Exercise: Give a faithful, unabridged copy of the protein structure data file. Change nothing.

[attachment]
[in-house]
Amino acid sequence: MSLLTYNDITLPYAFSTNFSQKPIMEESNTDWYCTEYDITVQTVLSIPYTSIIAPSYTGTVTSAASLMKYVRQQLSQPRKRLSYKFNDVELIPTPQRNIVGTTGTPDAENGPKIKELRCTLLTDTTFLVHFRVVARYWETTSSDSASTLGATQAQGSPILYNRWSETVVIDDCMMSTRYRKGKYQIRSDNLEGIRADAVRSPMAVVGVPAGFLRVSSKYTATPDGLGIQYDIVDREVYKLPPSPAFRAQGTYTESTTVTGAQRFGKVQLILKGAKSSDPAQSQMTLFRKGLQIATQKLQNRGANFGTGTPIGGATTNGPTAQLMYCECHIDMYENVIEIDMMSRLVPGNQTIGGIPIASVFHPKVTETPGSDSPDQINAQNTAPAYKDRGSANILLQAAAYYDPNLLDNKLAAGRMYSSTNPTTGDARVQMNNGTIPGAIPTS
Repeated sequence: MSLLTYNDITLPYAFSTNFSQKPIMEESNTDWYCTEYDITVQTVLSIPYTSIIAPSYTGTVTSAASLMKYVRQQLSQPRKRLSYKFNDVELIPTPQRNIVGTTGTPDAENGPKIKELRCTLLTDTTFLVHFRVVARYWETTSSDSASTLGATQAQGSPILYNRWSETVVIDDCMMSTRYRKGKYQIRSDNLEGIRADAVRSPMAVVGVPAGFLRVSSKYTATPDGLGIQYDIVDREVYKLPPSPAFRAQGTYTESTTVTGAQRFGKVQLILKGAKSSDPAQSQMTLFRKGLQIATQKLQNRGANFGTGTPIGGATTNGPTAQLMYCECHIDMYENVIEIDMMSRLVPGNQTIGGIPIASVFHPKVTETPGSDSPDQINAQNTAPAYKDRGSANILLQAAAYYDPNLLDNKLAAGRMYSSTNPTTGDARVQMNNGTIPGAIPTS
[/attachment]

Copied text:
[in-house]
Amino acid sequence: MSLLTYNDITLPYAFSTNFSQKPIMEESNTDWYCTEYDITVQTVLSIPYTSIIAPSYTGTVTSAASLMKYVRQQLSQPRKRLSYKFNDVELIPTPQRNIVGTTGTPDAENGPKIKELRCTLLTDTTFLVHFRVVARYWETTSSDSASTLGATQAQGSPILYNRWSETVVIDDCMMSTRYRKGKYQIRSDNLEGIRADAVRSPMAVVGVPAGFLRVSSKYTATPDGLGIQYDIVDREVYKLPPSPAFRAQGTYTESTTVTGAQRFGKVQLILKGAKSSDPAQSQMTLFRKGLQIATQKLQNRGANFGTGTPIGGATTNGPTAQLMYCECHIDMYENVIEIDMMSRLVPGNQTIGGIPIASVFHPKVTETPGSDSPDQINAQNTAPAYKDRGSANILLQAAAYYDPNLLDNKLAAGRMYSSTNPTTGDARVQMNNGTIPGAIPTS
Repeated sequence: MSLLTYNDITLPYAFSTNFSQKPIMEESNTDWYCTEYDITVQTVLSIPYTSIIAPSYTGTVTSAASLMKYVRQQLSQPRKRLSYKFNDVELIPTPQRNIVGTTGTPDAENGPKIKELRCTLLTDTTFLVHFRVVARYWETTSSDSASTLGATQAQGSPILYNRWSETVVIDDCMMSTRYRKGKYQIRSDNLEGIRADAVRSPMAVVGVPAGFLRVSSKYTATPDGLGIQYDIVDREVYKLPPSPAFRAQGTYTESTTVTGAQRFGKVQLILKGAKSSDPAQSQMTLFRKGLQIATQKLQNRGANFGTGTPIGGATTNGPTAQLMYCECHIDMYENVIEIDMMSRLVPGNQTIGGIPIASVFHPKVTETPGSDSPDQINAQNTAPAYKDRGSANILLQAAAYYDPNLLDNKLAAGRMYSSTNPTTGDARVQMNNGTIPGAIPTS